Durango’s History

Durango translates into “water town”, named after Durango, Mexico by Territorial Governor A.C. Hunt in the late 1800’s, and aptly so as it sits on the banks of the Animas River. The Animas was named by Spanish explorers who passed through the area and lost a few souls in the upper canyons, its original name Rio de las Animas Perdidas, translating to The River of Lost Souls. The steep, cliffed river canyon can be seen today via the Durango and Silverton Narrow Gauge Railroad, a branch line to Silverton built by the Denver and Rio Grande Railroad.

The town of Durango actually owes its existence to the railroad. Denver and Rio Grande officials originally intended to extend the line to Silverton from Animas City but the residents and business people raised their asking price for land for the train depot and offices. Denver and Rio Grande executives decided to bypass Animas City and establish their own town to the south. Once Durango was established, many people from Animas City moved to the new town, realizing the business the railroad would bring.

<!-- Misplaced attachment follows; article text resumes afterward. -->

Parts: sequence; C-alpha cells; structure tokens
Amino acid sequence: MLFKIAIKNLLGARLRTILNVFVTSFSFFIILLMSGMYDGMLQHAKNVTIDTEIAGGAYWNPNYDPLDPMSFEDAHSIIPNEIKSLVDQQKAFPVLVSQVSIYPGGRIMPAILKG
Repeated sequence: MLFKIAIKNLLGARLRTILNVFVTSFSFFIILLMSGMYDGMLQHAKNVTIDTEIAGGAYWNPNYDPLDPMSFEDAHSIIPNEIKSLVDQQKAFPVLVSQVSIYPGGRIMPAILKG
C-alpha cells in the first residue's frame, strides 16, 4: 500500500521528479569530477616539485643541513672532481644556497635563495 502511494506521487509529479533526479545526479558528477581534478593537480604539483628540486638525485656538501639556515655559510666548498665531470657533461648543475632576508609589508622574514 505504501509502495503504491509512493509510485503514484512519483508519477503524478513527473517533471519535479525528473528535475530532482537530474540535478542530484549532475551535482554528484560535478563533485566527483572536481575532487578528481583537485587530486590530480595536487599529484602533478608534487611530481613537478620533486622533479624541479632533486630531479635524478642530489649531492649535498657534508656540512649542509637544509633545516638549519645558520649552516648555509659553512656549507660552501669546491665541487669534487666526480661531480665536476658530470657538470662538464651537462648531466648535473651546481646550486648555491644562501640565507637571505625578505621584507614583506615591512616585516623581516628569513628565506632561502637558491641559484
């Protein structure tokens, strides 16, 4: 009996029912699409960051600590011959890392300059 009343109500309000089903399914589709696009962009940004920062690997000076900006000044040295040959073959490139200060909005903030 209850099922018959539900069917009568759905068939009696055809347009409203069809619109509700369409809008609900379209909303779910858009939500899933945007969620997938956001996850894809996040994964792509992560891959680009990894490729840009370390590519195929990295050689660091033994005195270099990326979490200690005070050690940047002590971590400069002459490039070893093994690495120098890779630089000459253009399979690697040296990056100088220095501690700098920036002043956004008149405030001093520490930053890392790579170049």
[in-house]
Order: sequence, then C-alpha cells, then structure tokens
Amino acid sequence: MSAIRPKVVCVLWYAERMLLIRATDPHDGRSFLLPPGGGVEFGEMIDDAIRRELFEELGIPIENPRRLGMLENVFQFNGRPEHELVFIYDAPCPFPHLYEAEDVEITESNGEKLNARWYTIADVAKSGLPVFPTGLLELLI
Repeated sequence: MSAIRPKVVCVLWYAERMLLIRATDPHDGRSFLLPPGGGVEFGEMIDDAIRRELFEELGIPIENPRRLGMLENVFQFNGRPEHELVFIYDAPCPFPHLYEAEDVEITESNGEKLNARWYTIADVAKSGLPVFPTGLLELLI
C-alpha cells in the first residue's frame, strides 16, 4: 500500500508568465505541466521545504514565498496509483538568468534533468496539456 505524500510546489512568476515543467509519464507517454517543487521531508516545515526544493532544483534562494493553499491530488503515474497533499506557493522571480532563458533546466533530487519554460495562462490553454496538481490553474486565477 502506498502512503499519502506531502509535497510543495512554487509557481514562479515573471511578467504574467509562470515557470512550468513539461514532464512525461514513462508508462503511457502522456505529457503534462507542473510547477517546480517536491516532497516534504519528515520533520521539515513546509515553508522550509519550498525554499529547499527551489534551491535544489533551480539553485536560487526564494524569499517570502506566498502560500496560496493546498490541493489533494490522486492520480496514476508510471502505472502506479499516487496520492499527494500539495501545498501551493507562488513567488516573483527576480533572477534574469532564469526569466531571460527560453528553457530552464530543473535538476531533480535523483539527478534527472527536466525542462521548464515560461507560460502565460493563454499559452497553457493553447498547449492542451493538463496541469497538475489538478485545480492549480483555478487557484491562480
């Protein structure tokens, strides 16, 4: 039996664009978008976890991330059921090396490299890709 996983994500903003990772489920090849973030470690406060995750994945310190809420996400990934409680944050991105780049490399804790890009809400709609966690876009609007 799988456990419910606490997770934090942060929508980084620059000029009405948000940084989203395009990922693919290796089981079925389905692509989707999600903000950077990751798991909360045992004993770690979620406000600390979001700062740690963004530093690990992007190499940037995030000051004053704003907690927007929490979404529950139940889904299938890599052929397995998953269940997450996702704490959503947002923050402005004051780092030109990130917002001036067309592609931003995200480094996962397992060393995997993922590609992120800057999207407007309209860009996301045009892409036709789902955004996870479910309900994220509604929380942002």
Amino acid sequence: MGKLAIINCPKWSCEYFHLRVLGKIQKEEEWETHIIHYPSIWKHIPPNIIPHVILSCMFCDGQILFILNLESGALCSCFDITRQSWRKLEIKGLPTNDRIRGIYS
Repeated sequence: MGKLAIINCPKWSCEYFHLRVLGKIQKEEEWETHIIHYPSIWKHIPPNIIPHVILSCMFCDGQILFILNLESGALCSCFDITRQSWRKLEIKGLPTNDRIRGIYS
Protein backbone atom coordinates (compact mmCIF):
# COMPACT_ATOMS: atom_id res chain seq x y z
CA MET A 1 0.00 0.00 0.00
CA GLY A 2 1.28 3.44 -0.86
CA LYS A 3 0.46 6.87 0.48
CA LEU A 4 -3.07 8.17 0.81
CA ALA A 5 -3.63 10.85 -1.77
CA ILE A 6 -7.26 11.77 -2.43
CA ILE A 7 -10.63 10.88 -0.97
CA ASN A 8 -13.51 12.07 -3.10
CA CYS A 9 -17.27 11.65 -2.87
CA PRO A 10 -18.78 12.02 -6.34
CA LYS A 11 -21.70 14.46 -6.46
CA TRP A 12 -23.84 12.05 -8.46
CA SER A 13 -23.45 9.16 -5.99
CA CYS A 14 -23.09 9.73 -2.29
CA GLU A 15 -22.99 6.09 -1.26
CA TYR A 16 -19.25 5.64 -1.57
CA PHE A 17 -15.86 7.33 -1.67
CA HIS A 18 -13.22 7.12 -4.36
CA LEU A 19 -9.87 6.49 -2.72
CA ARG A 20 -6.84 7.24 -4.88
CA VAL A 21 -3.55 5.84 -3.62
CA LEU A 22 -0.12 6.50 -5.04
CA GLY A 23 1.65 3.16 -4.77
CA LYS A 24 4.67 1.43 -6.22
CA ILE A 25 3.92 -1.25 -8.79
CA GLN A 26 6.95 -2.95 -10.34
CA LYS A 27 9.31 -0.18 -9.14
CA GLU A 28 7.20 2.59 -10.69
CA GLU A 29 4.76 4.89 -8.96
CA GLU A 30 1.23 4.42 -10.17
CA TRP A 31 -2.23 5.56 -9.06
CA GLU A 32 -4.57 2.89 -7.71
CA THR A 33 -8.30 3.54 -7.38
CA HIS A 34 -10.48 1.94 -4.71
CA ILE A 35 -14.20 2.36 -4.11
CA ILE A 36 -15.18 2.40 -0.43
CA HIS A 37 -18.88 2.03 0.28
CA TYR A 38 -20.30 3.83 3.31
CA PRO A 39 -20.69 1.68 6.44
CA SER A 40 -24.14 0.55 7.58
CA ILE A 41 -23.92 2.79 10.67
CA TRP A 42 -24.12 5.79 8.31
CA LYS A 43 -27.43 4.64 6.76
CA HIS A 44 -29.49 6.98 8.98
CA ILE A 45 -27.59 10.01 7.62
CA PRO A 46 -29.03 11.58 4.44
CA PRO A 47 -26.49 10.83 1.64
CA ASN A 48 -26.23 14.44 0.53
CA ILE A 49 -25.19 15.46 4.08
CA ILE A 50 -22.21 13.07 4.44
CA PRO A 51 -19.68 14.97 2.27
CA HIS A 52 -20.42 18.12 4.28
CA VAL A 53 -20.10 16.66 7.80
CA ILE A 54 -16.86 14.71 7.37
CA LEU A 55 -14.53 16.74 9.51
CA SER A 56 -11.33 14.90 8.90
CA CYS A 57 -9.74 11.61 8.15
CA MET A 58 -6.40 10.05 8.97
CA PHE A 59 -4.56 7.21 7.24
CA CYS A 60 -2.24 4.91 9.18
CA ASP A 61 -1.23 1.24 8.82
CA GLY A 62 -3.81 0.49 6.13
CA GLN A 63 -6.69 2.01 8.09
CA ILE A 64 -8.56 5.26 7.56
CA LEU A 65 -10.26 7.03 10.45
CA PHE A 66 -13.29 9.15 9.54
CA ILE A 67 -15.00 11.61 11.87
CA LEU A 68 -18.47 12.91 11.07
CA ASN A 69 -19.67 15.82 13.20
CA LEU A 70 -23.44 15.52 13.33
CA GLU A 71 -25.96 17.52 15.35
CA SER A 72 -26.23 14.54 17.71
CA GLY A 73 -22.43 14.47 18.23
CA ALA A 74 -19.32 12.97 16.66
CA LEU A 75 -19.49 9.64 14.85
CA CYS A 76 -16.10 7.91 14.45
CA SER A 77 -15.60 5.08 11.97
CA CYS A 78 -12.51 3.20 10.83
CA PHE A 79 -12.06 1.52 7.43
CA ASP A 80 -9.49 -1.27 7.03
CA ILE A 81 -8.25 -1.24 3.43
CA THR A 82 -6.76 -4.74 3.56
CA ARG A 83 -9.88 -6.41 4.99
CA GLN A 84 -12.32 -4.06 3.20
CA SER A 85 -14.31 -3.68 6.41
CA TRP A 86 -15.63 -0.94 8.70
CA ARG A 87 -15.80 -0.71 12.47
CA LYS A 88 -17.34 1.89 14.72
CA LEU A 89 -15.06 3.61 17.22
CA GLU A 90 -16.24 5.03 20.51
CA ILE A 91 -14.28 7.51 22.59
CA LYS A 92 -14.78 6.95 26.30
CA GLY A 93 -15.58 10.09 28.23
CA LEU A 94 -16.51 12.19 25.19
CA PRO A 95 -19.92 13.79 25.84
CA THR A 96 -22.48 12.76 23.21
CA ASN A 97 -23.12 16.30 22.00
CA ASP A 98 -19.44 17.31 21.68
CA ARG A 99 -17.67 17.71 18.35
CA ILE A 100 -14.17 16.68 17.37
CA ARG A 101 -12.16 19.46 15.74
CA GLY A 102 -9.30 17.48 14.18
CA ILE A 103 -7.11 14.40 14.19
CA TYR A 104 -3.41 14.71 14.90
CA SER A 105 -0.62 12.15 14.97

Born in the wake of Colorado’s gold and silver rush, the town acted as gateway to Colorado’s riches for miners and prospectors, Indians and fur traders, ranchers and railroad engineers alike. Durango itself is 118 years old, while the entire Four Corners area is well beyond that relatively young age; steeped in the ancient past.

Two thousand years ago the region was home to the Anasazi, a Pueblo Indian people. They cultivated corn in the area’s river valleys and established great stone communities in the surrounding cliffs. The Anasazi mysteriously disappeared by 1300 A.D. but examples of their art, culture and architecture can still be found throughout the area. Mesa Verde National Park, 37 miles southwest of Durango, features outstanding Anasazi cliff dwellings and artifacts.

Durango’s importance as a business, political and educational center has grown through the years. Durango is the county seat of La Plata County and home to Fort Lewis College, a four-year state supported liberal arts school. The 16,000 townspeople are known for their friendliness, a key element in being chosen to host the first unified World Mountain Bike Championships in September 1990 at Purgatory Resort. Durango attracts “hard core recreationists” and has been rated one of Outside Magazine’s top 15 sports towns and Ski Magazine’s choice as one of the Top 10 most livable ski towns in America. Championship bike racers, kayakers, skiers, runners and athletes proudly call Durango their home.